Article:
WHEN Matt Hancock said last week that his proposed NHS restructure would “reduce bureaucracy and improve accountability via the fulcrum of integrated care systems”, I guess he meant he wanted to undo the mess caused by previous Conservative attempts to reorganise the NHS in 2010.

Lord Andrew Lansley’s Health and Social Care Act of 2012 has been a millstone that even David Cameron regretted not ditching more than six years ago.

The idea of making permanent some of the many improvements in the way the NHS works that have emerged during the pandemic, such as different organisations in the health service working better together, has a rationale. However, there is no reason why this could not happen more often anyway without reorganisation. It does not break any rules.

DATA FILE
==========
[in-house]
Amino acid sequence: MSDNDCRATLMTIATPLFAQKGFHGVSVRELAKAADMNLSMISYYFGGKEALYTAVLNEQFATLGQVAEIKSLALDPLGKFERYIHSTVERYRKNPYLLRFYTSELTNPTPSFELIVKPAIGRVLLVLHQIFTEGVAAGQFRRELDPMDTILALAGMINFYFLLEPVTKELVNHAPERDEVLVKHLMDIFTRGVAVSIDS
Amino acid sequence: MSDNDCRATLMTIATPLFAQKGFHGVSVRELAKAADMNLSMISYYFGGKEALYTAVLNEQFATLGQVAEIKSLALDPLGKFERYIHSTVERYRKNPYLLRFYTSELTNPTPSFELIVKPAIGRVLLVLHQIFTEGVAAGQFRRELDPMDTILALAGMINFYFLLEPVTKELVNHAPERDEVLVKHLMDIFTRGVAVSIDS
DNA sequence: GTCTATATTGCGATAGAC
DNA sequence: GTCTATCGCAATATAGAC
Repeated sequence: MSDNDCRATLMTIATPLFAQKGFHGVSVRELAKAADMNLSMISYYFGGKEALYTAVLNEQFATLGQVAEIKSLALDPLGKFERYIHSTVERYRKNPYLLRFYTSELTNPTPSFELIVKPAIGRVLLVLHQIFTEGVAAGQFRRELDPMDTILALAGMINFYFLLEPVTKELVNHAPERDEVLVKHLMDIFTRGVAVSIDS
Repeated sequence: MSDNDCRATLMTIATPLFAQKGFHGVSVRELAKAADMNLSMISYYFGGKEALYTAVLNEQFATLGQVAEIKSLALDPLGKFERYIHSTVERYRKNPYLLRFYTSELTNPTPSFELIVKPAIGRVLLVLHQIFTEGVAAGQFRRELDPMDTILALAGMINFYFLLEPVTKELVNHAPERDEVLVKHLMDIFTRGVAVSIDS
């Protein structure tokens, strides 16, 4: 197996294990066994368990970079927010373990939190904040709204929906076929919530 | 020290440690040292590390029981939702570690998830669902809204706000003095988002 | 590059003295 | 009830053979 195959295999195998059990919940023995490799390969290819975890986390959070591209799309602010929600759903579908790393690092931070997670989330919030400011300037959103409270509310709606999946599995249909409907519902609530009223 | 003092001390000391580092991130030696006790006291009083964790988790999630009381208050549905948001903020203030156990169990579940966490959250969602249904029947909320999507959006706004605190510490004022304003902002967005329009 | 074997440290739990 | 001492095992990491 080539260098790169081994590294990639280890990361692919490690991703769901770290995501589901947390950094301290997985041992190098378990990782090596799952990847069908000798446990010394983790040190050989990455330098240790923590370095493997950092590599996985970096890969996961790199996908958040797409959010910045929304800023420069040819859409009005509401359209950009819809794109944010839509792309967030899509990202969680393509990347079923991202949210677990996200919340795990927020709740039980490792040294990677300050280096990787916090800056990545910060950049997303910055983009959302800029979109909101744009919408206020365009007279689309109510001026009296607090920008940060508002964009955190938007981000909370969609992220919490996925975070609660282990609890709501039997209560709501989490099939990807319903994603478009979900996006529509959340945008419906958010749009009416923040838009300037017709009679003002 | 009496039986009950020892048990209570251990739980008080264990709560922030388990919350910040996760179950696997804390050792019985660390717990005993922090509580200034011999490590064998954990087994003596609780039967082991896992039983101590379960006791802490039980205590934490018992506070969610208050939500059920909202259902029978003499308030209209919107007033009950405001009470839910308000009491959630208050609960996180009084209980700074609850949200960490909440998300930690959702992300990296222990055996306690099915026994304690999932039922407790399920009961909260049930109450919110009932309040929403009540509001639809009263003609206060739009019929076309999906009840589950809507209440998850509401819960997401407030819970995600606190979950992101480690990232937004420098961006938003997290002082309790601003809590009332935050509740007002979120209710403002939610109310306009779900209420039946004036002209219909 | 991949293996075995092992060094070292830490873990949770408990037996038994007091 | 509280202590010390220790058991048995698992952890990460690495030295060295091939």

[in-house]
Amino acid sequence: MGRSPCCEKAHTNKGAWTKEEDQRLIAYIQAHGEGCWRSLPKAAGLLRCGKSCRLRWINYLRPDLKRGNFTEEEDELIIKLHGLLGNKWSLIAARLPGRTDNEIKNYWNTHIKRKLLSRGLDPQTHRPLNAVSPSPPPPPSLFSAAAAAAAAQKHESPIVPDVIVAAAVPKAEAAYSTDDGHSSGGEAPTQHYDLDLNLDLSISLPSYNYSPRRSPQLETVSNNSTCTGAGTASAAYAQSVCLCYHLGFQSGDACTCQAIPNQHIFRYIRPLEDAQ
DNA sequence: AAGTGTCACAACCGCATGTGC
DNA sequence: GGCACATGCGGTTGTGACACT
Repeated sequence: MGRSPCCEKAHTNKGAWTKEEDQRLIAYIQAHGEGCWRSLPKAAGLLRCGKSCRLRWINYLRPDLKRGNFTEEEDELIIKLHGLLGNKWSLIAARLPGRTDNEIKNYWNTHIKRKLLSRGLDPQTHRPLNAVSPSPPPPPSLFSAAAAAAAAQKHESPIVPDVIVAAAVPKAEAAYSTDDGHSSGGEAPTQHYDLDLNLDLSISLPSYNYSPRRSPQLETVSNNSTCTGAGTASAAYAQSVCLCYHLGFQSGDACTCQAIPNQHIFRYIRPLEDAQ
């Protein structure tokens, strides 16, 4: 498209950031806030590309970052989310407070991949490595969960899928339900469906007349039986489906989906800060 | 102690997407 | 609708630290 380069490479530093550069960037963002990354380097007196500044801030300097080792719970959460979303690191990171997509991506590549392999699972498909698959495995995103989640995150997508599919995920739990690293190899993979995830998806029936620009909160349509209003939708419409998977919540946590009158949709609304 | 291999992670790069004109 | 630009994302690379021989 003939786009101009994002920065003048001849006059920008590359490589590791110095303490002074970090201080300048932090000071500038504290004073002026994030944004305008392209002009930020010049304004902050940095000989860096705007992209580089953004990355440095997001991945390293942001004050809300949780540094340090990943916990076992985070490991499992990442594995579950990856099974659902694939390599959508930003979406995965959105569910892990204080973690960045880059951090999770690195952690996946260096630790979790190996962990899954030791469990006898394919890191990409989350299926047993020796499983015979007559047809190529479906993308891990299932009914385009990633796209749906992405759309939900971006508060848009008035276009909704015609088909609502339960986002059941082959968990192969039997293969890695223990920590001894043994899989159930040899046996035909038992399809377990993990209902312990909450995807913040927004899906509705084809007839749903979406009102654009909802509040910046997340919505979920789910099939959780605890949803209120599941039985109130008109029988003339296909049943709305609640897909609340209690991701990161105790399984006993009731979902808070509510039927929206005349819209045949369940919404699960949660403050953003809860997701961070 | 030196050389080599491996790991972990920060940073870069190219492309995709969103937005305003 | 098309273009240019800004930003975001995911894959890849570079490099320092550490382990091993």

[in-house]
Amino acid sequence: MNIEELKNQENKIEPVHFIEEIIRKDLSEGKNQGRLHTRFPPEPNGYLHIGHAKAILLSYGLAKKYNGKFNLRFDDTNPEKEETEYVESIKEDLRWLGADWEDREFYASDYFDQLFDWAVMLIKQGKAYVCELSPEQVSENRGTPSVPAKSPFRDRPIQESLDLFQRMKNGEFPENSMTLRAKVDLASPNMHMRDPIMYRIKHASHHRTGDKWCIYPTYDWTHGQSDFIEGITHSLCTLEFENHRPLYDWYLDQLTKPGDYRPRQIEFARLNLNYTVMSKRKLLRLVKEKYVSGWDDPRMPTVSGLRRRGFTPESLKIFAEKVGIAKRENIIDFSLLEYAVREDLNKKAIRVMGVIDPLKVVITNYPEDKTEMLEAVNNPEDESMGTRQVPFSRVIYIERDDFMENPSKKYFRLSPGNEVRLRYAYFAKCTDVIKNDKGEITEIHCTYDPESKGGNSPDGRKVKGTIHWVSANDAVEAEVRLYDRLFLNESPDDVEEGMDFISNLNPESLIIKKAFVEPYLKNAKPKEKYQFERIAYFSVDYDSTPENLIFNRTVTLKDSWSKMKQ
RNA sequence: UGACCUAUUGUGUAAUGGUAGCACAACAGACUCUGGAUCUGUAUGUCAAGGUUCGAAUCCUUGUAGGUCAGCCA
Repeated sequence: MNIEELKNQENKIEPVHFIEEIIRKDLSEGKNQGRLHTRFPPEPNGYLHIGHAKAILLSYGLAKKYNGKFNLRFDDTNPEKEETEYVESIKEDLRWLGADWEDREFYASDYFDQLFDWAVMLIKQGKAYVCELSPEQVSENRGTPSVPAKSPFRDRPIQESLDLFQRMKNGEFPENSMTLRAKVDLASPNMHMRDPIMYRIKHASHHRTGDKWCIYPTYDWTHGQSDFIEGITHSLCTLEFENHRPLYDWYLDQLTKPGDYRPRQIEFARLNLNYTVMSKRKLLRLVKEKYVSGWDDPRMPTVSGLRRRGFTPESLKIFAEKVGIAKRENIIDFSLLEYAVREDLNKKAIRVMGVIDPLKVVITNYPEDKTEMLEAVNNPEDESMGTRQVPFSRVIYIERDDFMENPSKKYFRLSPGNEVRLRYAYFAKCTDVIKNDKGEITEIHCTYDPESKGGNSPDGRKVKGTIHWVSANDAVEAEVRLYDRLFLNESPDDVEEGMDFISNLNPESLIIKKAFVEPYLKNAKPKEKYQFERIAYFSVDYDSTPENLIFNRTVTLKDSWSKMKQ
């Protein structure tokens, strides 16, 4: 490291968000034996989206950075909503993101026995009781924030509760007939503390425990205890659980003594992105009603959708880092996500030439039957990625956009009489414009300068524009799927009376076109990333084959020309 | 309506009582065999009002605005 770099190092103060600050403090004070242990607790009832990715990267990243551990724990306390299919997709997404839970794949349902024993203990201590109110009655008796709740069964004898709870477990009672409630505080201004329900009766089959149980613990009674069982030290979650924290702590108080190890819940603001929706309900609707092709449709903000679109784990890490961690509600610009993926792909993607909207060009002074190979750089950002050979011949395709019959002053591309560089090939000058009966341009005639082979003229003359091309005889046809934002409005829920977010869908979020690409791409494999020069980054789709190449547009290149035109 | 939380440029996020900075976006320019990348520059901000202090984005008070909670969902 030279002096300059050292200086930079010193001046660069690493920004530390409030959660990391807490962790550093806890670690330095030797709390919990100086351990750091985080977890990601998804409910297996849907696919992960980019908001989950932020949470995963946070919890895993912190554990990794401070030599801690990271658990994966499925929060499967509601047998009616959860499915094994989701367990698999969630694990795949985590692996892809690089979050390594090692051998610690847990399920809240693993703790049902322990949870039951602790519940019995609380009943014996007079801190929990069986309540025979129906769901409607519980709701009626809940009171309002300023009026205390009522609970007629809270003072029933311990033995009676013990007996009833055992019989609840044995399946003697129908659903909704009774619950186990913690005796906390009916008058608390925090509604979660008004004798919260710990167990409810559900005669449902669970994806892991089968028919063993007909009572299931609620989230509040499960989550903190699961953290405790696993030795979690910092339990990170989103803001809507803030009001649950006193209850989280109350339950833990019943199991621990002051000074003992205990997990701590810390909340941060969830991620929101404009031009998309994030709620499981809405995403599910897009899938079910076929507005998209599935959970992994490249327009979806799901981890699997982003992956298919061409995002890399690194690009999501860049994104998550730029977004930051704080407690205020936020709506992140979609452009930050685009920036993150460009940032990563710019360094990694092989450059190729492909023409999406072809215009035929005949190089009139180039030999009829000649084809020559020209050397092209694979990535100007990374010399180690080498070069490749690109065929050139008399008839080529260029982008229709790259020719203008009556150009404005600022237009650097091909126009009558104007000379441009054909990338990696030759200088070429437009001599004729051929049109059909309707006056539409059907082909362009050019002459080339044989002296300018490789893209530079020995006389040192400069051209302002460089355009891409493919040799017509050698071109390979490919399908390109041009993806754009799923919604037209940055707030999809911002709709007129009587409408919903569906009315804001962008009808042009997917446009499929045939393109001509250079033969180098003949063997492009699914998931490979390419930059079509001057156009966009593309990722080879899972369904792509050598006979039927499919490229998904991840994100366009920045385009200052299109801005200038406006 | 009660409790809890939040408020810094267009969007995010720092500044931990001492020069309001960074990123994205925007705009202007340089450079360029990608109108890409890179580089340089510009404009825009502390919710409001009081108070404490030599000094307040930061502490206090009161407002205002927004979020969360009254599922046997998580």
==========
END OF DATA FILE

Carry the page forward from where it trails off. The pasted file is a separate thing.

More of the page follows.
Many in the NHS believe the Prime Minister and his minister have ulterior motives in using the challenge the health service faces as an excuse to gain more direct control. The service does provide a never ending set of problems for ministers – shortages of staff and equipment, waiting lists, scandals, requests for more money! So why take it on?

The creation of 42 Integrated Care Systems, one for each region, may provide a partial answer. The new ICSs will not have to put out tender contracts for care “automatically” (so they can do so, with permission) but could be able to (or made to) contract providers working for-profit for other services. Privatisation? Let’s see.

However, if the reforms do help to end the fragmentation of NHS care we can all rejoice. But Hancock should remember that any centralisation of power brings with it centralisation of blame. Something he can deflect at the moment.

D Duell, Durham.